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1 PERTH AMBOY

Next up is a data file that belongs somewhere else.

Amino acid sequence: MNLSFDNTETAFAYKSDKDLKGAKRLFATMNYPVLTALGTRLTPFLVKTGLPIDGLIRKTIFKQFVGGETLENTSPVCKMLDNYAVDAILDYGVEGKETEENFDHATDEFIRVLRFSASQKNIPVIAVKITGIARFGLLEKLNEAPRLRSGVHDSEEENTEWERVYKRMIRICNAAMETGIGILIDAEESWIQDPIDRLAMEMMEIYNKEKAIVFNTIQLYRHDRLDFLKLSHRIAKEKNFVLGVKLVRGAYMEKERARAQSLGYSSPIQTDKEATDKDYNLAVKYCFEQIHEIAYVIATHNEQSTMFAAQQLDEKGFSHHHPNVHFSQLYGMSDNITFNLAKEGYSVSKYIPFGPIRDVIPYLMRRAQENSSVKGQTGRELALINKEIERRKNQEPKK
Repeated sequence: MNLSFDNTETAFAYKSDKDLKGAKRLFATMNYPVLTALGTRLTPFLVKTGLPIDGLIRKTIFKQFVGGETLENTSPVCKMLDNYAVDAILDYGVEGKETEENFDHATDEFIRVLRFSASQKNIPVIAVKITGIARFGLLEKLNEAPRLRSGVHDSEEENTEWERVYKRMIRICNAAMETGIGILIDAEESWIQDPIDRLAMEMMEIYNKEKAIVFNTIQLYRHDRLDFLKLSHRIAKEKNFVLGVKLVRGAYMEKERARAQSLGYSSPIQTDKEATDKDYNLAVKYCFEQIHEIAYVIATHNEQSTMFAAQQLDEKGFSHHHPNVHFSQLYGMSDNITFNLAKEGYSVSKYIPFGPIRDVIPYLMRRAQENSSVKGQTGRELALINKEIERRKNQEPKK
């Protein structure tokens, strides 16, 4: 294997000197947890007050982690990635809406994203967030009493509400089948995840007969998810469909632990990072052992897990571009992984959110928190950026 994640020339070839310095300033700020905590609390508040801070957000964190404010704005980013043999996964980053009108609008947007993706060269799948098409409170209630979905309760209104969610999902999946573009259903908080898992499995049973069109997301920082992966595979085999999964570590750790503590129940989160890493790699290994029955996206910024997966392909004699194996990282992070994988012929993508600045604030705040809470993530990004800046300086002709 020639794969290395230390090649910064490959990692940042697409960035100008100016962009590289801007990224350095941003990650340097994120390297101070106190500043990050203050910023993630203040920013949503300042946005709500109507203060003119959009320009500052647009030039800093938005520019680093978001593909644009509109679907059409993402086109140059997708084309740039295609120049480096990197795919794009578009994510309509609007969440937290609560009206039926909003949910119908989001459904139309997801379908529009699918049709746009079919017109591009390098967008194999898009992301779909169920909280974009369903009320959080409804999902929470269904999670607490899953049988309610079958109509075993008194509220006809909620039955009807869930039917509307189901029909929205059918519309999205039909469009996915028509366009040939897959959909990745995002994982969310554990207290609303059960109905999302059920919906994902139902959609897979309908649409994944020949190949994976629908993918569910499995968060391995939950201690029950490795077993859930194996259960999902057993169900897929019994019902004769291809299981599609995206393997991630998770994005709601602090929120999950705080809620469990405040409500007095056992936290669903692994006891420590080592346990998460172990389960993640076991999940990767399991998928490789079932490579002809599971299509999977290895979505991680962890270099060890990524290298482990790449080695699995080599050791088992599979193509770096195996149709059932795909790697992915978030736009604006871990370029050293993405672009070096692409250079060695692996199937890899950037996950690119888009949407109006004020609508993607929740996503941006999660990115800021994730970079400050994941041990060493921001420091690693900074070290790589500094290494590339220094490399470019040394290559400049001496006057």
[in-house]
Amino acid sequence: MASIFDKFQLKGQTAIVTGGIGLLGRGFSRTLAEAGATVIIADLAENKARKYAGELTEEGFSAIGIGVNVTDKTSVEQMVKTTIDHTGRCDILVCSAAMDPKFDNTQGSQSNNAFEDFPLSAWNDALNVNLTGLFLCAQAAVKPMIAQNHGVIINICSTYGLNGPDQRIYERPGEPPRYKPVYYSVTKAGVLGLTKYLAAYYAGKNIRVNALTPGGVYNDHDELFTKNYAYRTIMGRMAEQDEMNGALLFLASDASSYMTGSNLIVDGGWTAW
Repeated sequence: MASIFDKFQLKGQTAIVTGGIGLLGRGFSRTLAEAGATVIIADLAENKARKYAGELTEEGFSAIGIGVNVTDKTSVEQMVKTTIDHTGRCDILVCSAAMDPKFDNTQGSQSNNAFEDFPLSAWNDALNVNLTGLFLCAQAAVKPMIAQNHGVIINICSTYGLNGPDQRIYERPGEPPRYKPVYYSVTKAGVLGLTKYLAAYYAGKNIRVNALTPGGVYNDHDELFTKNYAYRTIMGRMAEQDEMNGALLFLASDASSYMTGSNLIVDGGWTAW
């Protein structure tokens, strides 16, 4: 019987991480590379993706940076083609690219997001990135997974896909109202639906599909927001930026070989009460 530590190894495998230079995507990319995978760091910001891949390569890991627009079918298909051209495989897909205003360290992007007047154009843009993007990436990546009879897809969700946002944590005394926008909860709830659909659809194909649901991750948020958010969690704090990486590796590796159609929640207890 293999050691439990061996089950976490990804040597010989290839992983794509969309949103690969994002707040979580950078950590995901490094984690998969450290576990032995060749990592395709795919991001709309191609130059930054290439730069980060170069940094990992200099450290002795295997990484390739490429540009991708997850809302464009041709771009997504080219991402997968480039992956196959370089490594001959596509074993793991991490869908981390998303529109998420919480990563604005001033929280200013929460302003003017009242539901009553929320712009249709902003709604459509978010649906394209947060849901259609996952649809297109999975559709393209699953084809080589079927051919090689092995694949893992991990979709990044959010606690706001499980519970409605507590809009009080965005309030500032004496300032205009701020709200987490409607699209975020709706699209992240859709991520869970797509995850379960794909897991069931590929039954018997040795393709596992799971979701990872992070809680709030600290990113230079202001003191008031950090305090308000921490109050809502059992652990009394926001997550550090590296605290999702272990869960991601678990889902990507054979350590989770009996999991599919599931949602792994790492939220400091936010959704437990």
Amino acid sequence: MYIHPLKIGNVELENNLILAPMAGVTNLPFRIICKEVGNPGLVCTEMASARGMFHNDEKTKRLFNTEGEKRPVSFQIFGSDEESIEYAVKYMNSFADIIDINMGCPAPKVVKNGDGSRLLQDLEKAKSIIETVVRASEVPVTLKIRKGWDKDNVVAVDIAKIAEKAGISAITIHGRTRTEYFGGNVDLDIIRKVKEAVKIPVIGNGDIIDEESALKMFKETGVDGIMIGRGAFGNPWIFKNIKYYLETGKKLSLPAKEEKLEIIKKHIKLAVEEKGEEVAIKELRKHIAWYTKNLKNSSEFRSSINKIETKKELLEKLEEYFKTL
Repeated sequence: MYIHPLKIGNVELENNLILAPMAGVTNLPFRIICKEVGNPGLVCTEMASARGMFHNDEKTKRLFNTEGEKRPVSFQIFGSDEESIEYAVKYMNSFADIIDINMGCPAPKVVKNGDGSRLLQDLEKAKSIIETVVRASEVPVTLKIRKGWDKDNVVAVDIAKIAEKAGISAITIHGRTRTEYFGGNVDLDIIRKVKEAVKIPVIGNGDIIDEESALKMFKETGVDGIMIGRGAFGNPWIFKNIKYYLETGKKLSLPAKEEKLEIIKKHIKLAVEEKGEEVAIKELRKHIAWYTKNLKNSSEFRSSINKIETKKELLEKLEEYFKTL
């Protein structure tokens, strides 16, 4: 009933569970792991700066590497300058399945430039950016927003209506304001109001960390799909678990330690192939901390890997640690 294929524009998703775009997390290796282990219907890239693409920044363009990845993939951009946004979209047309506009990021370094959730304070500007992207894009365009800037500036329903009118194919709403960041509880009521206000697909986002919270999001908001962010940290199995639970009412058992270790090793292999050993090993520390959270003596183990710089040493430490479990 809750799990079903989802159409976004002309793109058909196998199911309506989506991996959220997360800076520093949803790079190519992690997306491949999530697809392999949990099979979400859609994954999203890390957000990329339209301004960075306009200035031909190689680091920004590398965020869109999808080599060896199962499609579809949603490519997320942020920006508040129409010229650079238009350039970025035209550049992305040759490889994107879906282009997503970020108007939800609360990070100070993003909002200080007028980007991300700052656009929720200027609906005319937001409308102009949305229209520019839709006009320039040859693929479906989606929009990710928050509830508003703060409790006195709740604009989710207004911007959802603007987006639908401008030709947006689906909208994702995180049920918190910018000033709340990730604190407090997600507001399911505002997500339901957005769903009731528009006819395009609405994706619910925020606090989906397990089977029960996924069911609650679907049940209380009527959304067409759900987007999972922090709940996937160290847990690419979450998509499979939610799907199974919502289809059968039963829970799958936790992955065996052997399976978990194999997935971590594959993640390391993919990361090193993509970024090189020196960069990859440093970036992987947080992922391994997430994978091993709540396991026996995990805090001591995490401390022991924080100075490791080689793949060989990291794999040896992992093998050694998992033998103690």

VOL. 11 NO. 225 PERTH AMBOY, N. J.. EVENING NEWS. THURSDAY, APRIL 23, 1903. SECOND EDITION BOYS BEAT THE "FAKIR" Wanted Their Money Back And Got It, So Did Others Who Did Not Buy. WAS HIS LAST NIGHT. Told The Crowd That The One Purchasing The Last Chain Would Get His Money Back? Many Bought But The Last Did !jlt Arrive? Boys Began Doing Things A,jid Fakir Got Frightened. The man who has been standing at the Post Office corner every night during the past two weeks, making people believe they were getting some thing for nothing and at the same time raking in the quarters, had his hands fall last night when he was nearly mobbed by a small army of boys. The "fakir, " as suoh men are popularly called, announced that it was his last night and he started in to do stunts, in other words making everybody a present. He announoed that the last person to buy one of the aluminum gold watch chains which he was selling for twenty-five cents, would be given their money back and allowed to keep the chain. The words were no sooner spoken than a mob of small boys put up their quarters. Instead of having only one chain left, the fellow seemed to have a trunk full. When he had collected '1 the money in sight he decided to lose up for the night. But he had jot consulted the small boys about the matter. They crowded about, all clamoring for their quarter. The "fakir" only laughed at them and said if they could prove wnich one had bought the last chain he would give that fellow liis quarter. The youngsters held a council of war, meantime the man was busy packing, but before he could getaway the boys were at him again. First, one gave his gasolene torch a push and it came very near setting fire to the man's goods, others started to play horse with the man. They pulled the wagon, in which he was doing business, away, while some tried to turn his grip inside out. When the "fakir" saw that things were beginning to get real warm, he told the boys he would settle with all of them, but some thought they were having twenty-five cents worth of fun and were in favor of keeping on. After they had quieted down the man began to return the quarters. This is where the boys' fun commenced in earnest. About six of them marched up and got their money and kept the chains. Then they loaned the jewelry to their friends who also marched up and got a quarter. Three or four boys got quarters on one chain and the crowd kept growing larger. The "fakir" got frightened in earnest this time, but he escaped by announcing that his money was gone. He had a few chains left and these he distribut ed among the crowd, just to keep them interested until he could get away. He announced that he would come again, whereupon the boys oheered, squeezed their quarters and waved the chains. They promised him a warm reoeption. Dana. Afholder sin sidste Aften Under holdning (for denne Sason) Fredagen den 24de , som slutter med en Sving om. Committee. 2616-4-22-2t The Tonic for Spring. Our Elixir of Iron, Quinine and Strychnia builds you up, given strength and aj>pe tite? just the reoiedy for that ilrtd feeling in the spring ? only 50c a bottle. PARISEN'S Prescription Pharmacy JOHN MOYLAN FOR 1st. ASS'T CHIEF. McClellan Boys Have Every Confi dence In Him? Endorsed J. M. Glenn of 2d Assistant. John Moylan was nominated as 1st assistant chief of the fire department at the last meeting of the members of George B. McClellan Hose Company No. 8., which was held in their head quarters on State street. Mr. Moylan is one of this city's best known fire men. He has been a member of Mc Clellan Hose Company for a number of years and has held several offices. The McClellan boys have great oon fidence in him. The MoClellans en dorsed the nomination of Wort Com ings for ohief and James M. Glenn for 2nd assistant. Real Estate column page 2. FIRE AT THE COUNTY SEAT. New Jersey Experiment Building At New Brunswick Burned. LOSS MAY BE $100,000 Special to the Evening News. New Brunswiok, April 23: ? Fire destroyed the New Jersey ExDeriment building in this city this morning. The fire started at 9 o'clock from an unknown cause, but probably an ex plosion of some chemicals. The blaze was discovered by a number of stud ents who sounded an alarm. Prof. Smith, who is in charge of the station, said the loss to the State will amount to $100,000. At 12 o'clock the fire was under control. RUINS OF KEASBEY PLANT SMOULDERING. Tons of Soft Coal Still Burn And Men Are Watching It Con tinually. The ruins of the plant of the Nation al Fireproofing Company, at Kaesbey, which was recently destroyed by fire, are still smouldering, while the tons of soft coal about the place are burn ing like a furnace. The oompany has a number of men out watching the ruins to see that nothing ignites from burning coal. When the factory burned down over 100 men were thrown out of employ ment. It is expected another plant will shortly be begun a little further away from where the old one stood. HARMONIE'S FIRST ANNIVERSARY DANGE. Was Held In Pulaski Park Last Night? Large Attendance And Good Dancing. The Singing Society Harmonie of Maurer, held their anniversary dance in Pulaski Park on State street, last night. As this was the first anniver sary to be thus oelebrated by the so oiety, the committee made a special j effort and it was a grand success. The park was crowded, but the dancing was thoroughlv enjoyed. The following were on the commit tee of arrangements: Leo Dressier, president; Andrew Dressier, vice presi dent; William Schmidt, secretary; A. Seligman, Charles Miller, Frederick Bloy and Frederick Preisler. For real estate see page 2. THE FIRST NATIONAL BANK PERTH AM1IOV, N. .1 . HAMILTON Jr. KKAN. Pn?*n>?NT RAKUY CONAHD, CMatM. f | Capital ! Profits I Stockholders Liability and Deposits $1,003,407*41 interest on Check Accounts 91,000 and over at 3% $500 and! overt at IX Solicts Accounts Large and small 1,000 e,"iA MAY REMAIN ALL SUMMER. Westminster Will Probably Not Be Abandoned For Some Time. STRIKE 0N~AT NEWTON. B 'ilding Trades Want More Wages And Additions To The Home In That Place Are At a Standstill? A Comparison of The Two Buildings Favors The West minster. It now seems probable that the Westminster Home on High street, which is oocnpied by retired Presby terian ministers, may not be abandon ed before the ending of summer or the beginning of fall. There is a strike among the bailding trades at Newton where the other home is be ing enlarged so as to accommodate the ministers to be moved from here. When the contraot was first given ont for the work in Newton it provid ed that the bnilding should be ready for occupancy by the middle of May. But a few weeks ago a walking dele gate of the Central Federated Labor Union arrived in Newton and organ ized the mechanics of that place. This was followed by a strike, the men demanding more money and less honrs. Thus far no agreement has been reached and just how long the dead lock may last no one can say. At least it looks as though the West minster may be keDt open for some time yet. It was the intention to abandon it next month. In speaking of the difference be tween the two homes, I. 0. Moore, a formei resident of Newton, said that it was a shame to abandon the West minster, for the one at that place, be cause the home* there is worth only $30,000 and the cost of the present re pairs will be $8,000. A Mr. Merrin gave the Newton home to the Presby terians. Mr. Merrin also left $30,000, the interest of which is to go toward the maintenance of the home and grounds. At the rate of 5 per cent this would give $1,500 a year to keep the place and nothing for the ministers who live in the home. The Westminster is estimated to be worth $100,000. It has been occupied by the ministers for twenty years. It has eleven acres of land surrounding it, and the building has accommoda tions for fifty guests. The costs of repairs here would be about $1,000. Consequently the economy prophesied in abandoning the Westminster will not be seen as the expense of boarding the guests and other incidentals will be the same. LOCAL LODGE WILL GET THE BANNER. Woodmen of The World Grows Rap idly And Will Doubtless Sur pass Elizabeth. While a date has not been set for the next meeting of the newly insti tuted lodge of Woodmen of the World, the vow of each member to get a new candidate is being successfully carried out. Twenty-two men having been examined by Dr. Howell since the first meeting two weeks ago. In this event, the banner held by the Eliza beth lodge for having the most mem bers will come to the Perth Amboy lodge, as it now numbers over seventy five members. PcKune Gets $100. The suit of Joseph McKune, a build er of Woodbridge, against Robert J. McKibbon, was tried before Judge Sohenck and'a jury in New Brunswick yesterday. The suit was to recover $842.97 alleged to be due on a bnilding ereoted at Carteret by McKune tor McKibbon. Lawyer Joseph Strieker represented McKibbon. The jury brought in a verdict of $100 for the plaintiff. Advertising is the life of trade. COUNSEL TO TAKE A HAND. Terra Cotta Pressers And Fin ishers Union Met Last Night. MEN ARE DISSATISFIED. Special Session Was Called And Conduct ed As Quietly As Possible? Counsel Urged Moderation And Promised To Look Into The Local Trouble Very Shortly- Heard Report. Pressers and Finishers Union, No. 77, held a special meeting in Union hall last night. Notices were not sent out until 5 o'clock and the whole affair was conducted as quietly as possible. A fine of 125 will be placed on a member of the anion oaught talking to a reporter. The meeting was called for the purpose of reading a report from the Eastern Distriot Oounoil in which it was stated that the counoil would come to Perth Amboy and look into the diffi culties here with the idea of having matters satisfactorily adjusted by the first of May. Sometime ago the committee who have charge of the union affairs in regard to a change in the wage scale from being paid by the piece to so much per cubic foot, notified the East ern District Counsel to the effect that they expected to have trouble at the local factories. Late yesterday the committee reoeived a communication from the oounsel and this was read last night. The report was to the effeot that he would oome to this city to look over the situation and try to make the necessary arrangement so that every thing would be satisfactory by the first of the month. Ih~1he meantime he advised tne men to aot in modera tion and cause no trouble before they heard from him again which he said would be very shortly. The pressers claim that last Monday the mitre cutters in one of the local plants got a raise from 32 to 36 cents an hour and the day pressers were advanced from 28 cents an hour to 30 cents. This, it is understood, has made many of the pressers who are paid by the piece more dissatisfied. STREETS ARE BEiNC SPRINKLED TO-DAY. Work Is Being Done Free of Charge This Week? May Purchase Another Cart. E. J. Dorsey & Sous have purchased the street sprinkling outfit of James McDermott and at noon today they put the sprinkler to work laying the dust on Smith and State streest. This will be continued for the balance of the week free. Frank Dorsey said today that begin ning Monday tiny will start to water the streets and if they receive patron age enough to pay them they have option on another cart whioh they will purchase for use on the other streets. Surrendered By Bondsman. Nick Forge, of 10 Qoodwin street, was surrendered by his bondsman, Jacob Brochinski, this morning and he was committed to jail. Forge was considered one of the leaders of the reoent strike at the Raritan Oopper Worss and he watt arrested on a charge of assault and battery made against him by John Hulsart, a mason. Un less Forge, who denied all intentions of going away, obtains other bnil during the day, he will be sent to New Brunswiok to await the action of the grand jury. Take notice that mv wife Minnie, having left my bed and board, I will not be responsible for any debts con tracted by her from this date. August Zeltuiann. April 28, 1903. 2586-4-28-1 Do You Need a new fl TOOTH BRUSH f SEXTON S ELLS THEM ^ A L I PRICES iMITH PAINTERS TO HOLD A MASS MEETING. Out Of Town Men Will Be Present To Give Addresses? To Discuss Local Situation. There will be a mass meeting of the Painters, Paperhangers and Decorators Union tomorrow night in their hall at 188 Smith street. ? The meeting is to commence at 8 o'clock sharp and all the members of the union are requested to be present. There will be three out of town speak ers present. One will come from Philadelphia and two from New York. The New York man will be the gener al organizer. The subject to be dis cussed will probably be the differences between the painters and the bosses. The journeymen want an increase in wages and threaten to strike on May 1st if their demands are not grunted. TO LAY THE CORNER STONE. Hungarian Catholics Will Cele brate Event on Sunday Afternoon. TO HAVE A PARADE. The corner stone of the Hungarian Catholic church will be laid Sunday afternoon at 3 o'clock. Rev. B. T. O'Connell will be in charge of the services. The new church is situated on Cort landt street. All Hungarian and Polish societies are invited to join in the parade which will start from Gadek'B Hall in State street and will march to Center street where Father O'Connell will be met. the parade act ing as his escort to the building where the stone will be laid. The mason work is nearly complet ed. Peter Eassa is the contractor in charge. The 'carpenters will com mence tomorrow to lay the floor. WANT $25,000 FOR DEATH OF McBOUN. Man Said To Have Been Put Off Train On Drawbridge And Was Killed. ( Special to the Evening News ) New Brunswick, April 23: ? The case of William F. Gildersleeve, adminis trator for the estate of John C. Mc Boun against the Central Railroad of New Jersey for $ 25, 000, was up before Judge Fort this morning. Last Sep tember McBoun was ridinsr on one of the Jersey Central trains. McBoun, it is said, had no ticket, and the con ductor is said to have put him off on the drawbridge. He was struck by another train and was killed. Card of Thanks. Mrs. John Humphries wishes to ex Dress her appreciation and thanks to her many friends and members of Ira B. Tice Lodge, the comrades at the Raritan Copper Works and to under taker Thomas Burke, for the kindness shown in her recent bereavement. On The Spot. V. S. Richardson, H. V. Snyder and F. N. Roberts, of the New York and New Jersey Telephone Company, are in town to receive applications and complaints day or evening. They are stopping at the Packer House. 4-23 -6 t TO ARREST YOUR ATTENTION WHAT a murdnrou! thing it is to drink water when 17 drops can contain 36,000,000 livi g creatures. Why drink water when you W* ft HI V Beer for only 80 cents, delive*>d to your house. THE HYGEINE Steam Bottling Works, Tel. 142 b. 254 New Brunswick Av. SCHOLARS IN THE CANTATA. Names of Those Who Will Take Part-Will Be Elaborate Affair. BEAUTIFUL COSTUMES. Grammar Grade Pupils In The High School Building Will Raise Money For Pur chase of a Piano? Rehersals Now Be ing Conducted- -Title Is "Cinderella In Flowerland. Great preparations are being made by the grammar graile pupils of the High School building for the cantata "Cinderella in Flowerland" which is to be given in the High School audi torium Thursday and Friday of next week. This promises to be one of the most elaborate [productions of this kind ever given in this city. No pains are being spared in making the cos tumes complete in every respect. Five rooms are included in the pro duction. They are in charge of Mrs. Pemberton, Miss Hawk, Miss Smith, Miss Gibbons and Miss ,F. E. Kent. Of these Miss Smith, Miss Gibbons and Miss Kent have charge of the management [of the cantata, while Miss Hawk and Mrs. Pemberton are drilling the pupils. There are four scenes in the cantata. The first is entitled j " Prince Sun shine's invitation "to the L May-day ball;" second, "Godmother Nature sends Daisy off to the ball;"third,JThe May-day ball and the shower ;"fourth, The Princess of Sunbeam Castle. "Thursday night Miss Bessie Boos will stive a piano solo and on Friday , >% ght, Julius Guttman will also render a solo. Both evenings^-there will be recitations by Mrs pr . rjj -J^jjrchel^jfl who will recitc -^jueah," an F. W. Fithian w^iose selectiofa ?z. ??. . titled "The Appile Tree." The pupils who will take part in the cantata are: Fairy, Beatrice Fels; Cinderella, Daisy, Edna Christopher son : Proud Sisters, Hollyhock, Tiger Lily, Anna Dover and Lulu Dunham ; Godmother Nature, Marion Nedham ; Bonnie Bee, Little Page, Louis Crow ell; Butterflies, Charioteers, Sadie Miller, Gladys Eilert, Merle Eilert, Mattie Gerns, Kathleen Martin, Emily Larsen ; Robin Ked, Prince's Herald. Van Mulchahey; Prinoe Sunshine of Sunbeam Castle, Jack Klein. Guests at the Ball ; Poppy, Irene Rock ; fcSweet Brier, Alice Fiigen; Buttercup, Marion Foote ; Mignonette, Marguerite Boughton ; Pansy, Hannah Hustler ; Lily Bell, Olaa Brown ; Daffodil, Florence Garretson, Sweet Pea. Gladys Crowell; Violet, Flossie Kreielsheimer ; Narcissus, Mildred Deitche. Sunbeams, Fred Briegs, Alfred Pett, Albert Bunten, Richard Flansburgh, Milton Oertel, Willie Christopherson, John Slobodien, Harold Seel, Ira Mandeville, Harry Zigenfuss, George Cosgrove ; Raindrops, Rose Benish, Ethel Hibbett, Lillian Munroe, James Warren Alice Brown, Anna Rosenfield, Lottie Shirley, Mary Nelson, Marg uerite Pfeiffer, Bessie Bain, Lizzie Martinueen, Henrietta Hanson. The chorus is oomposed of 67 voioes. Thev are : Walter Barnes, Anna Stahr, Teeney Friedman, Bessie Monoks. Martha Borkowski, Christine Johan sen, Fanny Seamy, Isabel Grieve, Ruth Horneby. Blanche Berger, Will iam Hornsby, Lizzie Trauger, Evelyn Remmicke, Mary Hornsby, Harriet Tice, Kittie Berner, HeBsie Johansen, Mabel Main, Luisa Henry, Alic eGal lagher, Marv Jensen, Lillian Fiigen, Daisy Hancock, Mary Lund, Emma Rcdgers, Ada Fullerton, Rosie Rosen field, Orsa Jensen, Tena Peterson, Johanna Koyen, Anna Rosenfield, Henrietta Satter, Stella Martin, Ellen Hunsen, Minnie Jacobsen, John Dam gaard, Arthur LaRoe, William Eyre kuss. Viola Horner, Eddie ; Mills, Lizzie Martinusen, Marguerite Pfeiff er, Jennie Johnson, Lottie Petty. Lizzie Tjornelund. Olive Kipp, Ella Sesuine, Joseph Cohen, Ida Johnson, Emil Jensen, Hilda Brody, Ethel Hibbitt, Ida Glaus, Gertrude Bollerup, Edward Saurman, Hans Larsen, John Mortensen, Arlie Qaakenbush, Pearl Koch, Louise Colfer, Ada Hope, Ben jamin Cohen, Lizzie Frey, Margaret VanDusen, Mabel Dnnfee, Larry Beok, Tena Jessen. Bargains in real estate are to be found in the real estate column on page 2.